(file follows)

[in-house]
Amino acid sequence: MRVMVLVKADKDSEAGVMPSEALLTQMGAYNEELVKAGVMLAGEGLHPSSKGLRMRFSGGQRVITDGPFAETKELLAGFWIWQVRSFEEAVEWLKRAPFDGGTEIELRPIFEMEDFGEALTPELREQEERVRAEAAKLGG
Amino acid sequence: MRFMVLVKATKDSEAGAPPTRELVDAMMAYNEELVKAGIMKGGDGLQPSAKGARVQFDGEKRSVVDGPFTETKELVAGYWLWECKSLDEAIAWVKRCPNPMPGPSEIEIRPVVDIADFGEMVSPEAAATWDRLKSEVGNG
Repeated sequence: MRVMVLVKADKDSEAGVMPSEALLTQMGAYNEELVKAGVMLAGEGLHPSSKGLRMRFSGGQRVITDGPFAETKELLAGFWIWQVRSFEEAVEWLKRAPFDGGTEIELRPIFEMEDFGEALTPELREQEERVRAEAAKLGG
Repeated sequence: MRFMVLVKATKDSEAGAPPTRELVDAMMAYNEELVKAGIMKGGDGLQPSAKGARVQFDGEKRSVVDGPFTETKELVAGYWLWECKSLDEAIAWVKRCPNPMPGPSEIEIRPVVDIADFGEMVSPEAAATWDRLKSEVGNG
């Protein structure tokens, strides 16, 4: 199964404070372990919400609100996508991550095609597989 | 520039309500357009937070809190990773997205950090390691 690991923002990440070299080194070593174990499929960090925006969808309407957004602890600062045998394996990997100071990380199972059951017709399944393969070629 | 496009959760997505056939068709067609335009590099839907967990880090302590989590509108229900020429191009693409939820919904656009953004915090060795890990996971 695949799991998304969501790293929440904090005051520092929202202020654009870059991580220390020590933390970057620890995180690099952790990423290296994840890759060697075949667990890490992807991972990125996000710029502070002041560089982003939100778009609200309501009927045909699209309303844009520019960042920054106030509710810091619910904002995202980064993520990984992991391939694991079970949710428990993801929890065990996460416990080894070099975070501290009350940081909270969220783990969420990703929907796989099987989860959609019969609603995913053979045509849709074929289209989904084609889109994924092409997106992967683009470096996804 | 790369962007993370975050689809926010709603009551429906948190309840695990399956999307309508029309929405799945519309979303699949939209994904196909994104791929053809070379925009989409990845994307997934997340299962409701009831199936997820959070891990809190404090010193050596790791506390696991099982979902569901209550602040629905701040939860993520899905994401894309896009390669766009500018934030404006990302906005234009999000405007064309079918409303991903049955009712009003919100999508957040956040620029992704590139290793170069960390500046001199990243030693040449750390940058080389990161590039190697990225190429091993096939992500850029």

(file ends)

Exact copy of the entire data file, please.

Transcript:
[in-house]
Amino acid sequence: MRVMVLVKADKDSEAGVMPSEALLTQMGAYNEELVKAGVMLAGEGLHPSSKGLRMRFSGGQRVITDGPFAETKELLAGFWIWQVRSFEEAVEWLKRAPFDGGTEIELRPIFEMEDFGEALTPELREQEERVRAEAAKLGG
Amino acid sequence: MRFMVLVKATKDSEAGAPPTRELVDAMMAYNEELVKAGIMKGGDGLQPSAKGARVQFDGEKRSVVDGPFTETKELVAGYWLWECKSLDEAIAWVKRCPNPMPGPSEIEIRPVVDIADFGEMVSPEAAATWDRLKSEVGNG
Repeated sequence: MRVMVLVKADKDSEAGVMPSEALLTQMGAYNEELVKAGVMLAGEGLHPSSKGLRMRFSGGQRVITDGPFAETKELLAGFWIWQVRSFEEAVEWLKRAPFDGGTEIELRPIFEMEDFGEALTPELREQEERVRAEAAKLGG
Repeated sequence: MRFMVLVKATKDSEAGAPPTRELVDAMMAYNEELVKAGIMKGGDGLQPSAKGARVQFDGEKRSVVDGPFTETKELVAGYWLWECKSLDEAIAWVKRCPNPMPGPSEIEIRPVVDIADFGEMVSPEAAATWDRLKSEVGNG
């Protein structure tokens, strides 16, 4: 199964404070372990919400609100996508991550095609597989 | 520039309500357009937070809190990773997205950090390691 690991923002990440070299080194070593174990499929960090925006969808309407957004602890600062045998394996990997100071990380199972059951017709399944393969070629 | 496009959760997505056939068709067609335009590099839907967990880090302590989590509108229900020429191009693409939820919904656009953004915090060795890990996971 695949799991998304969501790293929440904090005051520092929202202020654009870059991580220390020590933390970057620890995180690099952790990423290296994840890759060697075949667990890490992807991972990125996000710029502070002041560089982003939100778009609200309501009927045909699209309303844009520019960042920054106030509710810091619910904002995202980064993520990984992991391939694991079970949710428990993801929890065990996460416990080894070099975070501290009350940081909270969220783990969420990703929907796989099987989860959609019969609603995913053979045509849709074929289209989904084609889109994924092409997106992967683009470096996804 | 790369962007993370975050689809926010709603009551429906948190309840695990399956999307309508029309929405799945519309979303699949939209994904196909994104791929053809070379925009989409990845994307997934997340299962409701009831199936997820959070891990809190404090010193050596790791506390696991099982979902569901209550602040629905701040939860993520899905994401894309896009390669766009500018934030404006990302906005234009999000405007064309079918409303991903049955009712009003919100999508957040956040620029992704590139290793170069960390500046001199990243030693040449750390940058080389990161590039190697990225190429091993096939992500850029």